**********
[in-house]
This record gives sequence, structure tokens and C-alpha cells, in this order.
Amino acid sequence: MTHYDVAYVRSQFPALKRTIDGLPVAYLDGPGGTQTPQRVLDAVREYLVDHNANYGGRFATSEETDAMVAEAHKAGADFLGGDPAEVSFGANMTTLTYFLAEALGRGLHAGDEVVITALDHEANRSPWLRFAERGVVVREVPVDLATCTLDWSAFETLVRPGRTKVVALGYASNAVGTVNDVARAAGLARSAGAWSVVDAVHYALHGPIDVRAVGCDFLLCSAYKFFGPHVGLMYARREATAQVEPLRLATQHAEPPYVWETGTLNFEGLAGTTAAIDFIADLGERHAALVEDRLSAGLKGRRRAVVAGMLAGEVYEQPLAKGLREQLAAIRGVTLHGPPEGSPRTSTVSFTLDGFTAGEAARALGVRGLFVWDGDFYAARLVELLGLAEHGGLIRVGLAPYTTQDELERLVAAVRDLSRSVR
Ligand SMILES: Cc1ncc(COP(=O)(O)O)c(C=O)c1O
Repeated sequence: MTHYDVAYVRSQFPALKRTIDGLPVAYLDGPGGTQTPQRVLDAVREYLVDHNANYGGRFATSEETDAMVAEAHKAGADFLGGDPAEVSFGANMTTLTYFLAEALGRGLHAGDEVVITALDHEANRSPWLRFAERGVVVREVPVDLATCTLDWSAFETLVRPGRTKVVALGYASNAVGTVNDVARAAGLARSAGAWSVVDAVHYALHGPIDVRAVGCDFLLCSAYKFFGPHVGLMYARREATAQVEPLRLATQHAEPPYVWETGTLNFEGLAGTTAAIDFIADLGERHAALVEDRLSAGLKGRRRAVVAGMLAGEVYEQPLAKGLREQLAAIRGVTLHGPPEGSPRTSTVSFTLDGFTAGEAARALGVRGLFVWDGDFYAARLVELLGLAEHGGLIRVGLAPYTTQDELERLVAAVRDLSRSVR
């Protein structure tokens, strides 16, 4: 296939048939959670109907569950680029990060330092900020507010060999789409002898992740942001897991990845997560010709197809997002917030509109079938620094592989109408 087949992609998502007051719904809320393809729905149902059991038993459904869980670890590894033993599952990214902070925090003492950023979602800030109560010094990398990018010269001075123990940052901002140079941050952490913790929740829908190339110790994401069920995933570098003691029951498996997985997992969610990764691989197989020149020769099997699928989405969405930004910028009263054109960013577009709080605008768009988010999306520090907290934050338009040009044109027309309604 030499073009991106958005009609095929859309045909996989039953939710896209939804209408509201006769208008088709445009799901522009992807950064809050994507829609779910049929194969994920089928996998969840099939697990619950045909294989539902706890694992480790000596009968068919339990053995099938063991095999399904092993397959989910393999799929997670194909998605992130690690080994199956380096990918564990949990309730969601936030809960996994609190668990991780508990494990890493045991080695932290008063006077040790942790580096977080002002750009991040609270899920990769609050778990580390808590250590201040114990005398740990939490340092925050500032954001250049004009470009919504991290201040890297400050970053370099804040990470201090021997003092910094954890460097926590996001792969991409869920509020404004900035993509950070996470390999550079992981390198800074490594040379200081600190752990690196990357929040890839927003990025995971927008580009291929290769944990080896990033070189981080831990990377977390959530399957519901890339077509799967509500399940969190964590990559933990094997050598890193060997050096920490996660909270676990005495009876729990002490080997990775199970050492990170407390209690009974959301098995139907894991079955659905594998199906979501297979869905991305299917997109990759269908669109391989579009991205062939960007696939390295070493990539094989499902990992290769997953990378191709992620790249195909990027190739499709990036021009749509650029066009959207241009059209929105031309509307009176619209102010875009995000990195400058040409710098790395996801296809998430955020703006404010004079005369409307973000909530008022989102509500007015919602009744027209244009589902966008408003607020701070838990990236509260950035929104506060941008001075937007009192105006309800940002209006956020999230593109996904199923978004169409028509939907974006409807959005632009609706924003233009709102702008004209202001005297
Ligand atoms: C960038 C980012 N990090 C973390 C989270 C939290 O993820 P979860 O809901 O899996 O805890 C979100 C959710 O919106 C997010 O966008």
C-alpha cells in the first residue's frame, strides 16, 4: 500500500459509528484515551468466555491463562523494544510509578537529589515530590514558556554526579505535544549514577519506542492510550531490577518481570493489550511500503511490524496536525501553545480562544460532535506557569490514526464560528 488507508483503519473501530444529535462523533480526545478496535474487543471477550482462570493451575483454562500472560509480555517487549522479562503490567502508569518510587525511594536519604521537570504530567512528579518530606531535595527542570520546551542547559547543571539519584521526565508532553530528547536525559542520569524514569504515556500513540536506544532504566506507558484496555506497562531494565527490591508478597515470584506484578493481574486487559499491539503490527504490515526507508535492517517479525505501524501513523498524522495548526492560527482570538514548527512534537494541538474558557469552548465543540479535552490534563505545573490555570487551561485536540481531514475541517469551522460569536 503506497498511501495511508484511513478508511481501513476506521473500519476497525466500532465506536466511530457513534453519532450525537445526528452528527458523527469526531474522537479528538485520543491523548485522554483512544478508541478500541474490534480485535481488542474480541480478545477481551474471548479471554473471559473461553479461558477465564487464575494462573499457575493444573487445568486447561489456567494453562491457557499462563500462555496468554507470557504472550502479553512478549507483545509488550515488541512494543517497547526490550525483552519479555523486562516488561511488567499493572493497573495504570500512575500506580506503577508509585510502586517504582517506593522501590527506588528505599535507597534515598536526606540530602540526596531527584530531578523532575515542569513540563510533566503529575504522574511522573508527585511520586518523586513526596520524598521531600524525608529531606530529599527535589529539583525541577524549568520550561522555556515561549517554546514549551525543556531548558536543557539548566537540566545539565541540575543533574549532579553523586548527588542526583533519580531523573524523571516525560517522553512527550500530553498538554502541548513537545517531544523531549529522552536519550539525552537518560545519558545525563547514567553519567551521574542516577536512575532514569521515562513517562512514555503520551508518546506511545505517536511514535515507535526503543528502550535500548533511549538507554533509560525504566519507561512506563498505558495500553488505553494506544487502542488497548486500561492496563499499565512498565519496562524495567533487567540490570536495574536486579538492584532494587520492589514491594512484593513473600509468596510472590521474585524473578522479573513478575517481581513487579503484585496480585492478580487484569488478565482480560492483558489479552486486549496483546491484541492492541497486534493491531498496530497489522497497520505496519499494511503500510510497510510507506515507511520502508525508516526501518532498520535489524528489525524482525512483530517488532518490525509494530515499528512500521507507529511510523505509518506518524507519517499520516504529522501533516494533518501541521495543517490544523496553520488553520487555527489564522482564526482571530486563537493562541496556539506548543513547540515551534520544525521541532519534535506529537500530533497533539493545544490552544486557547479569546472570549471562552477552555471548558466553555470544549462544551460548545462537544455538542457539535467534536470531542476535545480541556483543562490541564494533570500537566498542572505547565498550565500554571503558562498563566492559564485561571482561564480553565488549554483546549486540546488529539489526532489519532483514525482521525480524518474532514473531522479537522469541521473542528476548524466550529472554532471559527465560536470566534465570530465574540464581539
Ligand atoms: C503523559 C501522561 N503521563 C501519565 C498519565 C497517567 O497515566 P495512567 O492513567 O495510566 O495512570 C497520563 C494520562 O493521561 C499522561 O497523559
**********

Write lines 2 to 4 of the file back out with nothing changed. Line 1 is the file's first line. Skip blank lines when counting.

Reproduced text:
This record gives sequence, structure tokens and C-alpha cells, in this order.
Amino acid sequence: MTHYDVAYVRSQFPALKRTIDGLPVAYLDGPGGTQTPQRVLDAVREYLVDHNANYGGRFATSEETDAMVAEAHKAGADFLGGDPAEVSFGANMTTLTYFLAEALGRGLHAGDEVVITALDHEANRSPWLRFAERGVVVREVPVDLATCTLDWSAFETLVRPGRTKVVALGYASNAVGTVNDVARAAGLARSAGAWSVVDAVHYALHGPIDVRAVGCDFLLCSAYKFFGPHVGLMYARREATAQVEPLRLATQHAEPPYVWETGTLNFEGLAGTTAAIDFIADLGERHAALVEDRLSAGLKGRRRAVVAGMLAGEVYEQPLAKGLREQLAAIRGVTLHGPPEGSPRTSTVSFTLDGFTAGEAARALGVRGLFVWDGDFYAARLVELLGLAEHGGLIRVGLAPYTTQDELERLVAAVRDLSRSVR
Ligand SMILES: Cc1ncc(COP(=O)(O)O)c(C=O)c1O